Reasons for the seasons notes

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Reasons for the seasons notes

  1. 1. Reasons for the Seasons
  2. 2. True or False? <ul><ul><li>Seasons are caused by the variation in distance between the Sun and the Earth. </li></ul></ul><ul><ul><li>FALSE </li></ul></ul>
  3. 3. Seasons Misconception 1 <ul><li>Many people carry the misconception that the seasons are due to the distance of the Earth from the Sun. </li></ul><ul><li>Consider the following: </li></ul><ul><li>The Earth’s orbit around the Sun is nearly a perfect circle (slightly elliptical). </li></ul><ul><li>The Earth is a little bit closer to the Sun in January </li></ul><ul><li>A little bit farther from the Sun in July. </li></ul>
  4. 4. Rotation vs. Revolution <ul><li>Rotation is the spin of an object on its axis. </li></ul><ul><li>The Earth rotates once a day (24 hours) </li></ul><ul><li>Revolution is the orbit of one object </li></ul><ul><li>around another. </li></ul><ul><li>The Earth revolves around the Sun every </li></ul><ul><li>365.24 days. </li></ul>
  5. 6. Tilt of the Earth’s Axis <ul><li>The Earth rotates on its axis which is tilted 23.5 degrees with respect to the ecliptic . (the plane of the Earth’s orbit.) </li></ul><ul><li>The sun appears to move across the sky 15 o per hour </li></ul><ul><li>Think about how many degrees usually separate time zones (15 o ) </li></ul>
  6. 7. Apparent Motion: Earth’s orbit: Seasons
  7. 8. Tilt of the earth on its axis <ul><li>The earth is tilted 23.5º </li></ul>
  8. 9. Closest/Farthest From the Sun <ul><li>Perihelion ( closest to the Sun ) is around January 5, 2012 when Earth is about 91,405,436 miles from the Sun. </li></ul><ul><li>Aphelion ( furthest from the Sun ) is around July 5, 2012 when Earth is about 94,511,989 miles from the Sun. </li></ul>
  9. 11. Earth: Northern and Southern Hemispheres <ul><li>When it is winter in the Northern hemisphere </li></ul><ul><li>… it is summer in the </li></ul><ul><li> Southern hemisphere . </li></ul><ul><li>If the seasons were due to our distance from the Sun then both hemispheres would have the same seasons at the same time . </li></ul><ul><li>And we know that’s NOT true. </li></ul>
  10. 12. So what causes the seasons? <ul><li>The tilt of the Earth (towards or away from the Sun) affects: </li></ul><ul><li>Insolation : the number of hours of in coming sol ar radi ation </li></ul><ul><li>Angle of Incidence : angle at which the sun’s rays hit the earth. </li></ul>
  11. 13. Note : distance still has nothing to do with it!
  12. 14. Apparent Motion: Earth’s orbit: Seasons <ul><li>When your hemisphere is tilted towards the Sun, it is summer for you. </li></ul><ul><li>Why? </li></ul><ul><li>Your location will experience more hours of sunlight at a higher angle. </li></ul>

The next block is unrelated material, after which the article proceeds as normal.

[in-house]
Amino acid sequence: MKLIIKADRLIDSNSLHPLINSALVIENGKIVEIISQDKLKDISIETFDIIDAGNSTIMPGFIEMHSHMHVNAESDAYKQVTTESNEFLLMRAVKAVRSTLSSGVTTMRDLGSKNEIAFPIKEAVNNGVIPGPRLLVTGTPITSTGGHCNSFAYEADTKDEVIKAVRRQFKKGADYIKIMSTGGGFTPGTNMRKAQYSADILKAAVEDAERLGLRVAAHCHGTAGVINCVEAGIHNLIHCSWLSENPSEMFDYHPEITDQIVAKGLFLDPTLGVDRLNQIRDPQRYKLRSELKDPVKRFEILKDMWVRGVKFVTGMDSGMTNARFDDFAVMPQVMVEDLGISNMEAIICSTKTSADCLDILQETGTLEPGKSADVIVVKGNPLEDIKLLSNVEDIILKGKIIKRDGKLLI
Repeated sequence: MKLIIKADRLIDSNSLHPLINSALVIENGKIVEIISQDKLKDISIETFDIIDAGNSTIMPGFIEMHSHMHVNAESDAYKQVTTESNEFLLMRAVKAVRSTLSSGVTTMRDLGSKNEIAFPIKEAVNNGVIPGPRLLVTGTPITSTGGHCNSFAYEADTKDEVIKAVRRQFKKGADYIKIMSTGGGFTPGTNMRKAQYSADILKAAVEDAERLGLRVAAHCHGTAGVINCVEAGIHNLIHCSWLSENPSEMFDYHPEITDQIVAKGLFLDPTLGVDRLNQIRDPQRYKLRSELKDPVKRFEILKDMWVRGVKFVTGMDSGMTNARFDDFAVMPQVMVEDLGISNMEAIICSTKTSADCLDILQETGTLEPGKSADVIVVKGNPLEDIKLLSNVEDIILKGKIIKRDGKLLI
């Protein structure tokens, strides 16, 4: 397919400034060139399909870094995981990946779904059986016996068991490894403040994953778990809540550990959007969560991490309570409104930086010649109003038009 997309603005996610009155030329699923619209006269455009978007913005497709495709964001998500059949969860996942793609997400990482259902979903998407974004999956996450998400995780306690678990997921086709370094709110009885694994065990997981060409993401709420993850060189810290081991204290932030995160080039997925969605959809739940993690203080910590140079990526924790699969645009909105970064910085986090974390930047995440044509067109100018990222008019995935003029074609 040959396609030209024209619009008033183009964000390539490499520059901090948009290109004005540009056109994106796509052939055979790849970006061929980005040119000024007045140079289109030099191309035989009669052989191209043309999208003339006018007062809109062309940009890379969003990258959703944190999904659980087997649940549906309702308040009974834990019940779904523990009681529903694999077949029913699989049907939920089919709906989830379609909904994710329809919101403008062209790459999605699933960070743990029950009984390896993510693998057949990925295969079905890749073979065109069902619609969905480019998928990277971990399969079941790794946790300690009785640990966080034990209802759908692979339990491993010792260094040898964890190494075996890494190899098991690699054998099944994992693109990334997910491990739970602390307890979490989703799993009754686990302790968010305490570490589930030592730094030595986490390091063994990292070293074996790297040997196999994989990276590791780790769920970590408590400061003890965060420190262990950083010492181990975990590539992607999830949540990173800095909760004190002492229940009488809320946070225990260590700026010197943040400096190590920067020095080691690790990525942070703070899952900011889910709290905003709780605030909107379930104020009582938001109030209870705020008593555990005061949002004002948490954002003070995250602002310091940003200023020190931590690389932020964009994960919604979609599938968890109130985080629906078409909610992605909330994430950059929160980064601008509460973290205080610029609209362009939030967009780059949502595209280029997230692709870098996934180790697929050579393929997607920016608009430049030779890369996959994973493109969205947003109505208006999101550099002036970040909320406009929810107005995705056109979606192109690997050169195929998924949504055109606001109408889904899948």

13. 15. <ul><li>When your hemisphere is pointed away from the Sun, it is winter for you. </li></ul><ul><li>Why? </li></ul><ul><li>Your location will experience fewer hours of sunlight at a lower angle. </li></ul>
  14. 16. Check this out! <ul><li>http://astro.unl.edu/naap/motion1/animations/seasons_ecliptic.swf </li></ul><ul><li>And this… </li></ul><ul><li>http:// science.sbcc.edu/physics/flash/LengthofDay.swf </li></ul>
  15. 17. The Earth is curved and this causes differing angles of incidence
  16. 18. Note the relationship between angle and area. higher angle of incidence = higher intensity = higher temperatures over time
  17. 20. Seasonal Example: <ul><li>On June 21st in the Northern hemisphere: </li></ul><ul><li>1. sunlight strikes the ground more vertically than in December. The radiation is spread out over less ground and heats the ground more efficiently . </li></ul><ul><li>2. the Sun is “out” for a longer period of time. </li></ul><ul><li>Therefore, temperature increases. </li></ul>
  18. 22. Summer Solstice <ul><li>On the summer solstice: </li></ul><ul><li>the Sun appears directly overhead (at 90 o ) to an observer at 23.5 degrees north latitude ( Tropic of Cancer) </li></ul>
  19. 23. Winter Solstice <ul><li>On the winter solstice : </li></ul><ul><li>the Sun appears directly overhead (90 o )to an observer at 23.5 degrees south latitude ( Tropic of Capricorn ) </li></ul>
  20. 24. <ul><li>SOLSTICES </li></ul><ul><ul><li>SUMMER, JUNE 21 </li></ul></ul><ul><ul><li>WINTER, DECEMBER 21 </li></ul></ul>Where are the overhead rays of the sun on these days?
  21. 25. Autumnal Equinox <ul><li>On the autumnal equinox : </li></ul><ul><li>The Sun will appear directly overhead at the equator . </li></ul><ul><li>The Sun sets at the North Pole, ending 6 months of day and beginning 6 months of night. </li></ul><ul><li>The Sun rises at the South Pole ending 6 months of night and beginning 6 months of day. </li></ul>
  22. 26. Vernal Equinox <ul><li>On the vernal equinox : </li></ul><ul><li>The Sun will appear directly overhead at the equator . </li></ul><ul><li>The Sun rises at the North Pole, ending 6 months of night and beginning 6 months of day. </li></ul><ul><li>The Sun sets at the South Pole ending 6 months of day and beginning 6 months of night. </li></ul>
  23. 27. <ul><li>EQUINOXES </li></ul><ul><ul><li>VERNAL, MARCH 21 </li></ul></ul><ul><ul><li>AUTUMNAL, SEPTEMBER 21 </li></ul></ul>
  24. 28. <ul><li>Important points : </li></ul><ul><li>Seasons are NOT due to variation in the Earth-Sun distance. </li></ul><ul><li>We have seasons because Earth’s axis is tilted 23.5 degrees. </li></ul><ul><li>This tilt causes variation in the amount of in coming sol ar radi ation ( insolation ) any particular location receives throughout the course of a year. </li></ul><ul><li>The tilt also affects the angle of incidence , the angle of the sun’s rays. </li></ul>

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